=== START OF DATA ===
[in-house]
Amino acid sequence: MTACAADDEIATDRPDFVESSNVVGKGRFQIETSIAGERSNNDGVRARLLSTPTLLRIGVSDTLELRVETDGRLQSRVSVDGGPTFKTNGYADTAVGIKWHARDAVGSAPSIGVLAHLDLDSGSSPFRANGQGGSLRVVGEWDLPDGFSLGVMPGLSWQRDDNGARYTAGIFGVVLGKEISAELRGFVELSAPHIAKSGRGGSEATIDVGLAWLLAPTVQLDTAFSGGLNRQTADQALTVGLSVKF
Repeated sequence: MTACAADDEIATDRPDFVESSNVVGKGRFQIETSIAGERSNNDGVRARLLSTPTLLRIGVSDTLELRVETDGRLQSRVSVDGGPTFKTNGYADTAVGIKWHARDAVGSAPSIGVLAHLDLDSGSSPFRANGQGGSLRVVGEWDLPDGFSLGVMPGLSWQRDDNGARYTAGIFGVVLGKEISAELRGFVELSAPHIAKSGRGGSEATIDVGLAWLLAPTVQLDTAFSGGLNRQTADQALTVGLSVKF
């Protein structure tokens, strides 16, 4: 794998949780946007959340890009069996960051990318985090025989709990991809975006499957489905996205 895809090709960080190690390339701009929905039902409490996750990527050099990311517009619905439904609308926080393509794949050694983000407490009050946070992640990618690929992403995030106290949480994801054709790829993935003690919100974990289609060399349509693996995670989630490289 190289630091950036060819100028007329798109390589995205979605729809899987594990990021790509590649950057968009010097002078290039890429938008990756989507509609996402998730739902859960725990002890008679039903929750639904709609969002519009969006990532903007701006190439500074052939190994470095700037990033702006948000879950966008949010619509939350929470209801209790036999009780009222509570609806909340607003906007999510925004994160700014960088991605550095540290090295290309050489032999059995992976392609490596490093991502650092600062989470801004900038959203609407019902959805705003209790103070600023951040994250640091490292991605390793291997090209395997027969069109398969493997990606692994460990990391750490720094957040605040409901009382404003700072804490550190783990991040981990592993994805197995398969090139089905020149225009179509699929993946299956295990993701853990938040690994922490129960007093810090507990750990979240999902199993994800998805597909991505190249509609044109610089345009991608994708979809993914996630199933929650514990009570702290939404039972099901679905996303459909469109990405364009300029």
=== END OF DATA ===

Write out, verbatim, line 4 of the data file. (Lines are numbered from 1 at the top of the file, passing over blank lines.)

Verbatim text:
């Protein structure tokens, strides 16, 4: 794998949780946007959340890009069996960051990318985090025989709990991809975006499957489905996205 895809090709960080190690390339701009929905039902409490996750990527050099990311517009619905439904609308926080393509794949050694983000407490009050946070992640990618690929992403995030106290949480994801054709790829993935003690919100974990289609060399349509693996995670989630490289 190289630091950036060819100028007329798109390589995205979605729809899987594990990021790509590649950057968009010097002078290039890429938008990756989507509609996402998730739902859960725990002890008679039903929750639904709609969002519009969006990532903007701006190439500074052939190994470095700037990033702006948000879950966008949010619509939350929470209801209790036999009780009222509570609806909340607003906007999510925004994160700014960088991605550095540290090295290309050489032999059995992976392609490596490093991502650092600062989470801004900038959203609407019902959805705003209790103070600023951040994250640091490292991605390793291997090209395997027969069109398969493997990606692994460990990391750490720094957040605040409901009382404003700072804490550190783990991040981990592993994805197995398969090139089905020149225009179509699929993946299956295990993701853990938040690994922490129960007093810090507990750990979240999902199993994800998805597909991505190249509609044109610089345009991608994708979809993914996630199933929650514990009570702290939404039972099901679905996303459909469109990405364009300029």